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How to reduce boiler pressure

Nobody likes being under too much pressure, and your boiler is no different! If you’ve noticed that the pressure gauge dial on your boiler has gone into the red zone, or your heating system has shut down, it could be that high pressure in your boiler is to blame. In this blog, we’ll walk you through the steps to reducing the pressure in your boiler, which will help to prevent leaks and other problems with your heating system.

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How to reduce boiler pressure…

Nobody likes being under too much pressure, and your boiler is no different!

If you’ve noticed that the pressure gauge dial on your boiler has gone into the red zone, or your heating system has shut down, it could be that high pressure in your boiler is to blame.

Modern boilers require constant water pressure to function properly. There must be the correct balance of water and air within your central heating system in order for your boiler to be able to pump hot water to your radiators and taps.

And the balance must be just right. Too low, and it will cause problems, such as the dreaded, no hot water, situation. But if it’s too high, there’s an increased chance of leaks developing in your heating system.

So, in order to keep things ticking over nicely, your boiler needs to maintain the correct pressure in order to heat your home effectively.

What is the difference between water pressure and boiler pressure?

A woman with question marks above her head.The terms ‘water pressure’ and ‘boiler pressure’ are easily confused, but they’re two different things.

Water pressure refers to how quickly the water comes out of your taps, whereas boiler pressure refers to the pressure of the hot water which is inside your central heating system.

What is boiler pressure and why does it matter?

Your gas central heating system works by heating cold water and pumping it around your pipes and radiators.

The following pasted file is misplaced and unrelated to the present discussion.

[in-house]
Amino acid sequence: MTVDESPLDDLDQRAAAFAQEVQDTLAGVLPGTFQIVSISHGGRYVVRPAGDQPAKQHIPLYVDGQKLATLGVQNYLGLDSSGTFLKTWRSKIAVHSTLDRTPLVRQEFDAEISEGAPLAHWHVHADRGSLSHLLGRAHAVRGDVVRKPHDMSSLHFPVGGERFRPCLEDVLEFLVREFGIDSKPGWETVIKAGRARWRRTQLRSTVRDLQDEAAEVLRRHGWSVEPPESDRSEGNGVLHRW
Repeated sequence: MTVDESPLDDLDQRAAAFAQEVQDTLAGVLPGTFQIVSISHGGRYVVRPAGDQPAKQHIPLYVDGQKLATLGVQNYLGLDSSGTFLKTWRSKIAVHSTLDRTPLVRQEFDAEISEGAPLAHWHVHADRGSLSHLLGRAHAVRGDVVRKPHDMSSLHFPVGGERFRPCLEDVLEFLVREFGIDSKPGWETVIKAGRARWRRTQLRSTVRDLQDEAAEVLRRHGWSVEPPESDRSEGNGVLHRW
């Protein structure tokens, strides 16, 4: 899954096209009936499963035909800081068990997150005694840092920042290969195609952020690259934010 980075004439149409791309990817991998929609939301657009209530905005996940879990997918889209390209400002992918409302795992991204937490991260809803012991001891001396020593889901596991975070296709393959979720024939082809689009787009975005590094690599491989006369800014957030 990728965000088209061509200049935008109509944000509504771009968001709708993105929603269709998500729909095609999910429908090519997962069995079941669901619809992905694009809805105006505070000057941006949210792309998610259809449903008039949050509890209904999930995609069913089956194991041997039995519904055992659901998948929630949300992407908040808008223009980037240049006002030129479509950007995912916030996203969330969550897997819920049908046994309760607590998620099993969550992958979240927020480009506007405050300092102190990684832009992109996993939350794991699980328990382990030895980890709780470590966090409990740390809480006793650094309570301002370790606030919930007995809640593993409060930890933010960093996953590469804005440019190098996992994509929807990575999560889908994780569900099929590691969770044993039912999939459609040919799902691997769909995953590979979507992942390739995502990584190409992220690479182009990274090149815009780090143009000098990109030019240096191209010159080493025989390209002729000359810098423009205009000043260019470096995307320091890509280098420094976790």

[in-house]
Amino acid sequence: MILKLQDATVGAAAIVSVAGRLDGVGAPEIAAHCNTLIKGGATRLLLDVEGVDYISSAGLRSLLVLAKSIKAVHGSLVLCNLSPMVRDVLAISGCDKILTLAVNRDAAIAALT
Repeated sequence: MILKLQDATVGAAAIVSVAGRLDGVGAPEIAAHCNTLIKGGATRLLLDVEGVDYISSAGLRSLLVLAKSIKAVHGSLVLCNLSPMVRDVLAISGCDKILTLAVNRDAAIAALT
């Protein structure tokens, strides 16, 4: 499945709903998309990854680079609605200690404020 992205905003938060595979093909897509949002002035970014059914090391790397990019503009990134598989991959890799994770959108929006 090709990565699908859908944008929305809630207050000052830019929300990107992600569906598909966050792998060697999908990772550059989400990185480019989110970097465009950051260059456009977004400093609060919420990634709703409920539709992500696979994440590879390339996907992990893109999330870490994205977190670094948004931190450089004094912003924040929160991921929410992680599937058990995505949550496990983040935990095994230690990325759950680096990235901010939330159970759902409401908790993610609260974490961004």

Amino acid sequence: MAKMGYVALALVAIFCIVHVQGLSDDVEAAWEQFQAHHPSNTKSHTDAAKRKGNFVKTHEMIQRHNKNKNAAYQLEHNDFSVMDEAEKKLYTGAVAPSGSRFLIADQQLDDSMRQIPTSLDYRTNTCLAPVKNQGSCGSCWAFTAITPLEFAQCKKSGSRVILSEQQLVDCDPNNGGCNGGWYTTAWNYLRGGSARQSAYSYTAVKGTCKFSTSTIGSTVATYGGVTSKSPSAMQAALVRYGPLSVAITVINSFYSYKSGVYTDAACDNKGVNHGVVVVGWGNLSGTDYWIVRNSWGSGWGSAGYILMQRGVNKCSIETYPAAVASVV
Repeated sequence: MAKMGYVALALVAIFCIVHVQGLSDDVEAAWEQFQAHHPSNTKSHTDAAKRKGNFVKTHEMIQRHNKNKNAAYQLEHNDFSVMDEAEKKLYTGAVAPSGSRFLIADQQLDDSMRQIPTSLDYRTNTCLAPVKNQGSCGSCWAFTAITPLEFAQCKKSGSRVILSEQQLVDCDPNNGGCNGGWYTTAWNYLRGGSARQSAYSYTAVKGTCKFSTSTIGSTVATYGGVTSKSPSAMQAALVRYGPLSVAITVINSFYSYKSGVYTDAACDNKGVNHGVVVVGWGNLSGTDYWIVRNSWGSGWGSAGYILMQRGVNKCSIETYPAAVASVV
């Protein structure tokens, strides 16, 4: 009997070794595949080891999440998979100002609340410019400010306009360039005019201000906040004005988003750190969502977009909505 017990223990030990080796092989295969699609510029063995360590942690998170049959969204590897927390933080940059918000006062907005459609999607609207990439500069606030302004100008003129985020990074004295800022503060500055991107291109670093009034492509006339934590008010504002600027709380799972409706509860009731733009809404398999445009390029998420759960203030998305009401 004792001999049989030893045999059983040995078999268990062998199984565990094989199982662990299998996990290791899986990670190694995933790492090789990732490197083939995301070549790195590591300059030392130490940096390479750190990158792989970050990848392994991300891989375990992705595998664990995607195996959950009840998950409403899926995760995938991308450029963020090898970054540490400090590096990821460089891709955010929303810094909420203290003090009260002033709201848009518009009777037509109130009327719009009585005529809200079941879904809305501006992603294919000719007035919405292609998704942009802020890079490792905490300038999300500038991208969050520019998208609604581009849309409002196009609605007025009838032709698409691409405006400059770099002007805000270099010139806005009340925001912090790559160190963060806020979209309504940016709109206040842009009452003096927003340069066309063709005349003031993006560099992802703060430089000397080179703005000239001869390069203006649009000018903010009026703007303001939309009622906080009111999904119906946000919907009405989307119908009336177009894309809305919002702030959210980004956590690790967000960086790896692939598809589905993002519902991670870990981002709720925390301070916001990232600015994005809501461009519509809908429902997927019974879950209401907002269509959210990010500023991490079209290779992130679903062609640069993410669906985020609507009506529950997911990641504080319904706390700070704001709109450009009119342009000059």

Older heating systems may have used a small storage cistern in the loft to supply water into the heating system.

But most modern (and some older) heating systems are sealed. This means that there aren’t any vents to manage the water expanding and contracting as it heats and cools.

Instead, the system is pressurised to ‘push’ the water around your system.

To work efficiently, your boiler must maintain a stable pressure, which is determined by the volume of water in your heating system. It’s important that your boiler pressure is just right.

Pressure problems

Low boiler pressure can cause your system to cut out, preventing your central heating from working.

Alternatively, if there is high boiler pressure, the system will be strained beyond normal capacity and could potentially fail. Re-pressurising your boiler will help to keep your boiler working well.

However, not all boilers will need you to do this.

The Worcester Bosch Greenstar 8000 Lifestyle boilers boast an optional unique intelligent filling system. This new technology ensures that your system pressure is kept at its optimum level – which is great if you’re sick of the problems associated with high or low boiler pressure.

The intelligent filling system monitors the boiler pressure and automatically maintains the system pressure at around 1.3bar, removing the need for you to manually top up the boiler pressure.

How can I check my boiler pressure?

You can easily check your boiler’s pressure by reading the pressure gauge – which is usually located on the front of your boiler.

If you have a digital gauge, it will often flash if there’s high or low pressure.

If you have a hydraulic pressure gauge, the correct boiler pressure will be indicated with a green zone, and the maximum safe operating pressure with a red zone.


What is the correct pressure for a boiler?

When the heating system is cool, the pressure should be between 1 and 1.5 bar on the pressure gauge, and the indicator needle should be in the green section.

Most boiler manufacturers recommend a pressure of 1.3 bar (check your owner’s manual).

 If the pressure is too low, or below 0.5 bars, water has been lost from the system and must be replaced.

If the pressure is too high, anything over 2 bars, the needle will be in the red section.

It’s important to understand that your boiler pressure should go up when it’s switched on. However, the rise should be small, generally between 0.3 and 0.5 bar.

What causes your boiler pressure to become too high?

Although the pressure gauge on your boiler will alert you to the fact that it’s too high, unfortunately, it can’t tell you why. There are a few possible causes of your high boiler pressure:

The heating system has been overfilled

The simplest explanation for your high boiler pressure is if you’ve overfilled your heating system when trying to re-pressurise it.